Politics is rarely far from business in Central Asia, and Russia's trade and investment in the region is no exception.
As reflected in guarded official reactions, Russia's lightning seizure and annexation of Crimea has sent jitters through the region's five former Soviet republics which, like Ukraine, host Russian military bases and are home to enclaves of Russian speakers.
Russia has long been a welcome source of capital and a counterweight to Chinese and Western interests. It is also a healthy market for Central Asian products, including gas, cotton and wheat -- and for the region's laborers.
After the developments in Crimea, however, Central Asian governments are asking whether Russian economic ties are just good business or the tip of the spear.
To be sure, concern about ulterior motives attached to Russian business interests precedes recent events in Ukraine. Take Kazakhstan, which shares a 6,800km border with Russia and is the largest economy in Central Asia. Its government has been strongly in favor of economic integration with Russia since the two countries, along with Belarus, formed a customs union in 2007. Kazakhstan has so far rejected Russian efforts to build on the grouping to create a Eurasian parliament, yet trade between the two countries has continued to expand quickly.
More to lose
Generally, trade with Russia is more important to Central Asian states than it is to Moscow. Russian state gas producer Gazprom now buys far less gas than it used to from Turkmenistan and Uzbekistan.
In much of Central Asia, remittances represent the key economic link with Russia. Money sent home by workers in Russia accounts for nearly half of the gross domestic product of Tajikistan, the poorest of the former Soviet republics. Because the currency wired back is rubles, declines in the currency, including the recent steep falls around the Crimean crisis, deal a big blow to Central Asian economies.
Central Asia also has to worry about the overall Russian economy. A slowdown could affect Russian spending in the region, according to Lilit Gevorgyan, a senior economist at information provider IHS Global Insight who specializes in financial risk in Central Asia.
Turmoil in Ukraine could divert Russian investment away from Central Asia toward Russia's domestic market to help meet Kremlin promises to invest in infrastructure and energy production to create jobs at home.
Playing the field
Unless the geopolitics of the region change dramatically, annexation of ethnic Russian enclaves is not a serious proposition in Central Asia.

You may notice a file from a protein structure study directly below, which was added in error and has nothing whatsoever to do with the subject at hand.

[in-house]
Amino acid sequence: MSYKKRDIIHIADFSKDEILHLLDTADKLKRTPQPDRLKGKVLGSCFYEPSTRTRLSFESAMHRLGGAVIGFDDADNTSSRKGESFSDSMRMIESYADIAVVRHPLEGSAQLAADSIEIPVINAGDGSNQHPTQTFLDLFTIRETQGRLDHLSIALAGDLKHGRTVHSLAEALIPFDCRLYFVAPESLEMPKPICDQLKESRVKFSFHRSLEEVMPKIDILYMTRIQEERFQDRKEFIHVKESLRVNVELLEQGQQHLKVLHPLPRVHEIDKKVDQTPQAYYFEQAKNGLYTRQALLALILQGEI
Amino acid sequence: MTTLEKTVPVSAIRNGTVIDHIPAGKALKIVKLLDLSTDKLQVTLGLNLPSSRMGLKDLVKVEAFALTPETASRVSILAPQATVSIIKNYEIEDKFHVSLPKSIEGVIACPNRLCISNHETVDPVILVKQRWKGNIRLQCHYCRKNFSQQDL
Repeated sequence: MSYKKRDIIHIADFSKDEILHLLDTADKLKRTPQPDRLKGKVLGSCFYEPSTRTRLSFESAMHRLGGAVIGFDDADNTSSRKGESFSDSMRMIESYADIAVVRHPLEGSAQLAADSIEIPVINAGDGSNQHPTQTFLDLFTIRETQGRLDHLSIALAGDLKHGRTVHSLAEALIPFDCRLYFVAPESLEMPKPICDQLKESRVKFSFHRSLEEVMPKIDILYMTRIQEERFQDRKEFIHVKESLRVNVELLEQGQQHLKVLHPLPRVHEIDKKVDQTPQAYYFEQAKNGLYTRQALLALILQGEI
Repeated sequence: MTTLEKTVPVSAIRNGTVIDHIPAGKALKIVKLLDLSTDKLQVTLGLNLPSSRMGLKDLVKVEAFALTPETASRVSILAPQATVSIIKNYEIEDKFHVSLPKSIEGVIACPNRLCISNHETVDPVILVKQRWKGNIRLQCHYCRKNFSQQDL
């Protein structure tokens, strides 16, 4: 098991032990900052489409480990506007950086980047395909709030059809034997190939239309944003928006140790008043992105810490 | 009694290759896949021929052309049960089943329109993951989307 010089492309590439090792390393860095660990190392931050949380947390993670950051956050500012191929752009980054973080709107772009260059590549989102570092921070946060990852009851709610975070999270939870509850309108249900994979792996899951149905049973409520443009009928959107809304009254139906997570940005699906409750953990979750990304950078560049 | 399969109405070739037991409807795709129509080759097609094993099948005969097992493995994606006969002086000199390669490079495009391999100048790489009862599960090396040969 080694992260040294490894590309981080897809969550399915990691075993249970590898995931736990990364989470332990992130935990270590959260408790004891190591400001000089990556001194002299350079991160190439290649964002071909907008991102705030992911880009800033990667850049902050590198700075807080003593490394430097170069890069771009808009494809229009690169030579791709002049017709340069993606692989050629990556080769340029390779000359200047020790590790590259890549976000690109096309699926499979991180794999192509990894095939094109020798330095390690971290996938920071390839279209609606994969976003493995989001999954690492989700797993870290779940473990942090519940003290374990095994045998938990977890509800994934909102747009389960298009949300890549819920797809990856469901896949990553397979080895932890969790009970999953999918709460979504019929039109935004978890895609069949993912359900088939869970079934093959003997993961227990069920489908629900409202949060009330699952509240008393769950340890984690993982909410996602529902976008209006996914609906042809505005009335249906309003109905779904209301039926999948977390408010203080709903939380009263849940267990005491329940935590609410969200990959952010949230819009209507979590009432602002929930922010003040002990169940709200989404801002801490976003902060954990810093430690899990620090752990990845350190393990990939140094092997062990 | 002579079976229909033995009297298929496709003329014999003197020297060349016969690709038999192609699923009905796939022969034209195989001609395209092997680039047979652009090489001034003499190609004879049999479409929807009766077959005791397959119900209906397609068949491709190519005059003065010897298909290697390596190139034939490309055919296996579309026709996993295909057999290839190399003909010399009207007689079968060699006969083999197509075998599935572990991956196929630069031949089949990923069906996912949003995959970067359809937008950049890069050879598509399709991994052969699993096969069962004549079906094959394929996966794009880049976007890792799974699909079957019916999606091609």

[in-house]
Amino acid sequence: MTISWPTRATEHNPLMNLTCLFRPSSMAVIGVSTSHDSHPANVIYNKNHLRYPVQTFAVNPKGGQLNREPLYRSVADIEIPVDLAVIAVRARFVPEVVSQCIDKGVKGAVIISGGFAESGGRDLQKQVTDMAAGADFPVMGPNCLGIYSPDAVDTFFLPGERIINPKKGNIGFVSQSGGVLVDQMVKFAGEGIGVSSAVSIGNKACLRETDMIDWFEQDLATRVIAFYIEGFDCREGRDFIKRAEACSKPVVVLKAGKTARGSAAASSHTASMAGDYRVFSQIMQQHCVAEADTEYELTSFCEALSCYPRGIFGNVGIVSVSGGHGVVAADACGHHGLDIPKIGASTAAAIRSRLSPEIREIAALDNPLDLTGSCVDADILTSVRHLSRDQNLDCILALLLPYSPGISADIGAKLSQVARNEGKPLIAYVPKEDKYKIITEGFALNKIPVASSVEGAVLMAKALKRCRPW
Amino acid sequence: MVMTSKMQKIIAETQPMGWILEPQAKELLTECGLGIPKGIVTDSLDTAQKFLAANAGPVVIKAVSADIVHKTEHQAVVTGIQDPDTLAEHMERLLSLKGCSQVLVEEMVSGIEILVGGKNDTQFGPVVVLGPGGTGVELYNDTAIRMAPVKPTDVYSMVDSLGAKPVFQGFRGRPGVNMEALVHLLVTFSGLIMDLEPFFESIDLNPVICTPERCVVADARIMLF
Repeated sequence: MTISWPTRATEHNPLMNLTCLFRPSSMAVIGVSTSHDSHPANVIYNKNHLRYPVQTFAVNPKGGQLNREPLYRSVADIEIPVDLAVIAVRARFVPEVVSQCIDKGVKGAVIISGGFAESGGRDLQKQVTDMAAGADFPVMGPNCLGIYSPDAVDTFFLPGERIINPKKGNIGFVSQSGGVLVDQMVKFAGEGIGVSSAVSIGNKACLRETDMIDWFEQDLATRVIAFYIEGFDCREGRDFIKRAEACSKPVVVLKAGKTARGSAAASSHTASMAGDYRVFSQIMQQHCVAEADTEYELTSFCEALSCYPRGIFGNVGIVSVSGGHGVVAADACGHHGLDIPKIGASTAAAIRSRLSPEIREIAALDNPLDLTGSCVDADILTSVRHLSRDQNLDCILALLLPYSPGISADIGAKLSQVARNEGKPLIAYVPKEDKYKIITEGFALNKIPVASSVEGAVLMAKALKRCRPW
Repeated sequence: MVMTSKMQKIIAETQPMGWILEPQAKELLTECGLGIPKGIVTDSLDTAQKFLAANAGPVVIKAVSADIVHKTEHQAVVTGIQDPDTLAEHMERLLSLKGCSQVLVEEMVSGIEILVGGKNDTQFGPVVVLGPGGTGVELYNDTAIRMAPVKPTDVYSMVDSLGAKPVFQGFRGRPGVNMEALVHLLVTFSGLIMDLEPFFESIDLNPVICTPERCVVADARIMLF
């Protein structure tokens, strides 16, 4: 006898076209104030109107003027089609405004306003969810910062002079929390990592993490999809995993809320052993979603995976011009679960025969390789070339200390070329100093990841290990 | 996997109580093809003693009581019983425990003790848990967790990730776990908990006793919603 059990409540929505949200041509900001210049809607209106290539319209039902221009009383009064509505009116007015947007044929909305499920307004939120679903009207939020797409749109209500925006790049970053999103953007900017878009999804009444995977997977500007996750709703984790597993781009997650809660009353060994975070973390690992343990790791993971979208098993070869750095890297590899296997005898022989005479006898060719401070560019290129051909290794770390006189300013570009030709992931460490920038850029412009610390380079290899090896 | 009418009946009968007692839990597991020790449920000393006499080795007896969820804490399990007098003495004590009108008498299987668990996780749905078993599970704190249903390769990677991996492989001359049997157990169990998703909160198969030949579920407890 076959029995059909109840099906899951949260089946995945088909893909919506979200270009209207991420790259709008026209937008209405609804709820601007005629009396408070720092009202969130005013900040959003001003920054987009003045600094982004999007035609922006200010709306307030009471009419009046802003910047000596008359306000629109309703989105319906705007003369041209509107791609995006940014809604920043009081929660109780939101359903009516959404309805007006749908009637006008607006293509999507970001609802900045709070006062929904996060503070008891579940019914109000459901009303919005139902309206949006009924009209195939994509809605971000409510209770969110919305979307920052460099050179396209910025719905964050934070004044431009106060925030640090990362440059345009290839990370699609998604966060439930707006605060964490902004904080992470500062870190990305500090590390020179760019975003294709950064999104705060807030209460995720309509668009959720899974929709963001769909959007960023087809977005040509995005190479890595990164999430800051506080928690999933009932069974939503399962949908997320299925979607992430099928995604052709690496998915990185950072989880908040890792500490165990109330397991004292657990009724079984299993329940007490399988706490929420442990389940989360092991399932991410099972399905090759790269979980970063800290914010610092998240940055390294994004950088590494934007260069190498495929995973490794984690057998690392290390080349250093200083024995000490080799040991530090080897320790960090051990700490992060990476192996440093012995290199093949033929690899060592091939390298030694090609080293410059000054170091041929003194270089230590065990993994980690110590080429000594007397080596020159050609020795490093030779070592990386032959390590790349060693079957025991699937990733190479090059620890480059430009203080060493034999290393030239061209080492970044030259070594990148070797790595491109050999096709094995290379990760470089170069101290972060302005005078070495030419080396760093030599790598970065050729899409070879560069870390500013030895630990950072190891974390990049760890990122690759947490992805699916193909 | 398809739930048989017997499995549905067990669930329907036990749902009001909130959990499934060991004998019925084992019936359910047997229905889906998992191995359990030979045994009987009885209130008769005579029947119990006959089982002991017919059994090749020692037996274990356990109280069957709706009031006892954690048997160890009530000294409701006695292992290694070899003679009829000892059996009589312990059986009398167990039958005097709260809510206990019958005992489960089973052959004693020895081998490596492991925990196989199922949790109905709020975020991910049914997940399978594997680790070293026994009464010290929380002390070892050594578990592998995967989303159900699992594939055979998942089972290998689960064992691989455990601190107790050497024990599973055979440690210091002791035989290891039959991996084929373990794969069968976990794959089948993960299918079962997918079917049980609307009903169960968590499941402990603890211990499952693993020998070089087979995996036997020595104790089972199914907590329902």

Russian culture runs deep among many groups across Central Asia, especially in the bigger cities where the Russian language is still predominant. But the number of ethnic Russians is dwindling because of a low birth rate and emigration. Central Asia is also a region where identity is deeply rooted in tribe and village.
Under Soviet rule, many Central Asians bristled at Moscow's power over their lives. Kremlin strategists are aware that any physical incursion by Russia risks igniting a restive, predominantly Muslim region that is already a nationalist tinderbox.
In Central Asia, Russian economic influence has been undergoing a slow but steady decline since at least the global financial crisis in 2008. In its place has come increased investment from China in huge infrastructure projects and pipelines crisscrossing all five republics and in mining ventures in Kazakhstan and Kyrgyzstan. Chinese aid has also poured into Tajikistan.
Beijing has also urged a revival of Central Asia's ancient Silk Road trade with China's Xinjiang region. China hopes this can provide another path toward prosperity for Xinjiang, nominally an autonomous area for the Uighur minority, a Turkic Muslim group.
Central Asian governments have embraced what is being called a "multivector" approach to foreign policy -- by and large welcoming investment and negotiating the interests of everyone, including Russia, China, Europe and the U.S. It is a strategy meant to neutralize the primacy of any one outside power.
Yet Russia's commercial investment in and trade with Central Asia, even if decreasing overall in business terms, still come with a political agenda that China's investment does not, say business executives.
"Russia's economic influence in Central Asia has been in controlled decline since the economic crisis, leaving a void that China has filled quickly and impressively with fewer strings than Moscow used to attach," said a senior oil executive with extensive business dealings in Central Asia. "But make no mistake, when it comes to political and defense influence, Russia reigns supreme in Central Asia.
"The current batch of Central Asian leaders were all schooled in the Soviet Union and these instincts remain strong," he continued. "The recent events in Ukraine will only serve to remind them that in Russia's near abroad, they challenge the Kremlin at their peril."
Ilan Greenberg, previously based in Kazakhstan, is a professor in the Globalization and International Affairs Program at Bard College.